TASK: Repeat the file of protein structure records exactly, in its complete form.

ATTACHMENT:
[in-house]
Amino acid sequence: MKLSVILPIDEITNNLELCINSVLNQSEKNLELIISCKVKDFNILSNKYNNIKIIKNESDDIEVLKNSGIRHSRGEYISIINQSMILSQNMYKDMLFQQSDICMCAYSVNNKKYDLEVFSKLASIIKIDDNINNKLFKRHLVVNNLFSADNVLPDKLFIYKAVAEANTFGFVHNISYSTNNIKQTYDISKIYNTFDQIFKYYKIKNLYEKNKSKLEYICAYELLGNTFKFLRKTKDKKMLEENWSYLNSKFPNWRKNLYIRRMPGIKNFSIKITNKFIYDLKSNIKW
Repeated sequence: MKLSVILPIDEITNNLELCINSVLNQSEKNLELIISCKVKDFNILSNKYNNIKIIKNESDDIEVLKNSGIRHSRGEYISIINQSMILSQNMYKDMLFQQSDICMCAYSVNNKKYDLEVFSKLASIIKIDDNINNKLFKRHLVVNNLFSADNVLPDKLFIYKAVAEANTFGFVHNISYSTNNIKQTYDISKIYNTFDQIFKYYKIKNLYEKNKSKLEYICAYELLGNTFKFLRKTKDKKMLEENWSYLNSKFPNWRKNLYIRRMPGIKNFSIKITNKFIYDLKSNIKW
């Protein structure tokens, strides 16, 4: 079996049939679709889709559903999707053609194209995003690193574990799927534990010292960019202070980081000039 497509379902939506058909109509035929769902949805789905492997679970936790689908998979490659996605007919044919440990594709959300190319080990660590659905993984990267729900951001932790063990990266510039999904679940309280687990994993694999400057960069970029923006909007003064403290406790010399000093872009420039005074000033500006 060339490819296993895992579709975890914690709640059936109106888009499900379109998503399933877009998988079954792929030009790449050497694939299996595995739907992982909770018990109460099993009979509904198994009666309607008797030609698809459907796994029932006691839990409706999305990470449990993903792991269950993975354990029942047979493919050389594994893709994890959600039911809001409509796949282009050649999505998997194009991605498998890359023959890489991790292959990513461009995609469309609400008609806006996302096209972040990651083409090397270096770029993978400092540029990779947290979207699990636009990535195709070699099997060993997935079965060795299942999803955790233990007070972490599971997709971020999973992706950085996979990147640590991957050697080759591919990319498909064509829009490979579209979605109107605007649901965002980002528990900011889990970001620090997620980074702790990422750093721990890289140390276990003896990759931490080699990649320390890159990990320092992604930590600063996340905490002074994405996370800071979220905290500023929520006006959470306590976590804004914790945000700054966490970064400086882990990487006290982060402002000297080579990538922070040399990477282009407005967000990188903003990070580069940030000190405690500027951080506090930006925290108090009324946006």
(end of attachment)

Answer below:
[in-house]
Amino acid sequence: MKLSVILPIDEITNNLELCINSVLNQSEKNLELIISCKVKDFNILSNKYNNIKIIKNESDDIEVLKNSGIRHSRGEYISIINQSMILSQNMYKDMLFQQSDICMCAYSVNNKKYDLEVFSKLASIIKIDDNINNKLFKRHLVVNNLFSADNVLPDKLFIYKAVAEANTFGFVHNISYSTNNIKQTYDISKIYNTFDQIFKYYKIKNLYEKNKSKLEYICAYELLGNTFKFLRKTKDKKMLEENWSYLNSKFPNWRKNLYIRRMPGIKNFSIKITNKFIYDLKSNIKW
Repeated sequence: MKLSVILPIDEITNNLELCINSVLNQSEKNLELIISCKVKDFNILSNKYNNIKIIKNESDDIEVLKNSGIRHSRGEYISIINQSMILSQNMYKDMLFQQSDICMCAYSVNNKKYDLEVFSKLASIIKIDDNINNKLFKRHLVVNNLFSADNVLPDKLFIYKAVAEANTFGFVHNISYSTNNIKQTYDISKIYNTFDQIFKYYKIKNLYEKNKSKLEYICAYELLGNTFKFLRKTKDKKMLEENWSYLNSKFPNWRKNLYIRRMPGIKNFSIKITNKFIYDLKSNIKW
């Protein structure tokens, strides 16, 4: 079996049939679709889709559903999707053609194209995003690193574990799927534990010292960019202070980081000039 497509379902939506058909109509035929769902949805789905492997679970936790689908998979490659996605007919044919440990594709959300190319080990660590659905993984990267729900951001932790063990990266510039999904679940309280687990994993694999400057960069970029923006909007003064403290406790010399000093872009420039005074000033500006 060339490819296993895992579709975890914690709640059936109106888009499900379109998503399933877009998988079954792929030009790449050497694939299996595995739907992982909770018990109460099993009979509904198994009666309607008797030609698809459907796994029932006691839990409706999305990470449990993903792991269950993975354990029942047979493919050389594994893709994890959600039911809001409509796949282009050649999505998997194009991605498998890359023959890489991790292959990513461009995609469309609400008609806006996302096209972040990651083409090397270096770029993978400092540029990779947290979207699990636009990535195709070699099997060993997935079965060795299942999803955790233990007070972490599971997709971020999973992706950085996979990147640590991957050697080759591919990319498909064509829009490979579209979605109107605007649901965002980002528990900011889990970001620090997620980074702790990422750093721990890289140390276990003896990759931490080699990649320390890159990990320092992604930590600063996340905490002074994405996370800071979220905290500023929520006006959470306590976590804004914790945000700054966490970064400086882990990487006290982060402002000297080579990538922070040399990477282009407005967000990188903003990070580069940030000190405690500027951080506090930006925290108090009324946006």